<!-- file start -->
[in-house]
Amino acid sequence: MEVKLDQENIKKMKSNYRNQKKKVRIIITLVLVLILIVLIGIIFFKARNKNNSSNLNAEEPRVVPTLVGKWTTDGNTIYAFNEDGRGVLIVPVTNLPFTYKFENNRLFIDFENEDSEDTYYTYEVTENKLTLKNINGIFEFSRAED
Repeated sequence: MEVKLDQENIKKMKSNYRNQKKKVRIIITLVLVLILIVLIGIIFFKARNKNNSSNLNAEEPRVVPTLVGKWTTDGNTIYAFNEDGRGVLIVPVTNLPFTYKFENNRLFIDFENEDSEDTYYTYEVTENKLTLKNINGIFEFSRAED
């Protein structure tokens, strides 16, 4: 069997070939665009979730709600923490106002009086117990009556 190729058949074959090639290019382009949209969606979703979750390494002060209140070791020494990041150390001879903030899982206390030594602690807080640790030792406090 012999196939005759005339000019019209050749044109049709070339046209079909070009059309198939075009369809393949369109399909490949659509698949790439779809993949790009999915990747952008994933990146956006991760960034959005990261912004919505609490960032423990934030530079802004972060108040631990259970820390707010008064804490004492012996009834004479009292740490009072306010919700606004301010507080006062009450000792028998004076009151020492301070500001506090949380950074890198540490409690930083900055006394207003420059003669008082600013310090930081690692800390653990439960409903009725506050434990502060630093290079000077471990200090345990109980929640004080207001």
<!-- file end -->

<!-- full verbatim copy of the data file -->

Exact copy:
[in-house]
Amino acid sequence: MEVKLDQENIKKMKSNYRNQKKKVRIIITLVLVLILIVLIGIIFFKARNKNNSSNLNAEEPRVVPTLVGKWTTDGNTIYAFNEDGRGVLIVPVTNLPFTYKFENNRLFIDFENEDSEDTYYTYEVTENKLTLKNINGIFEFSRAED
Repeated sequence: MEVKLDQENIKKMKSNYRNQKKKVRIIITLVLVLILIVLIGIIFFKARNKNNSSNLNAEEPRVVPTLVGKWTTDGNTIYAFNEDGRGVLIVPVTNLPFTYKFENNRLFIDFENEDSEDTYYTYEVTENKLTLKNINGIFEFSRAED
């Protein structure tokens, strides 16, 4: 069997070939665009979730709600923490106002009086117990009556 190729058949074959090639290019382009949209969606979703979750390494002060209140070791020494990041150390001879903030899982206390030594602690807080640790030792406090 012999196939005759005339000019019209050749044109049709070339046209079909070009059309198939075009369809393949369109399909490949659509698949790439779809993949790009999915990747952008994933990146956006991760960034959005990261912004919505609490960032423990934030530079802004972060108040631990259970820390707010008064804490004492012996009834004479009292740490009072306010919700606004301010507080006062009450000792028998004076009151020492301070500001506090949380950074890198540490409690930083900055006394207003420059003669008082600013310090930081690692800390653990439960409903009725506050434990502060630093290079000077471990200090345990109980929640004080207001």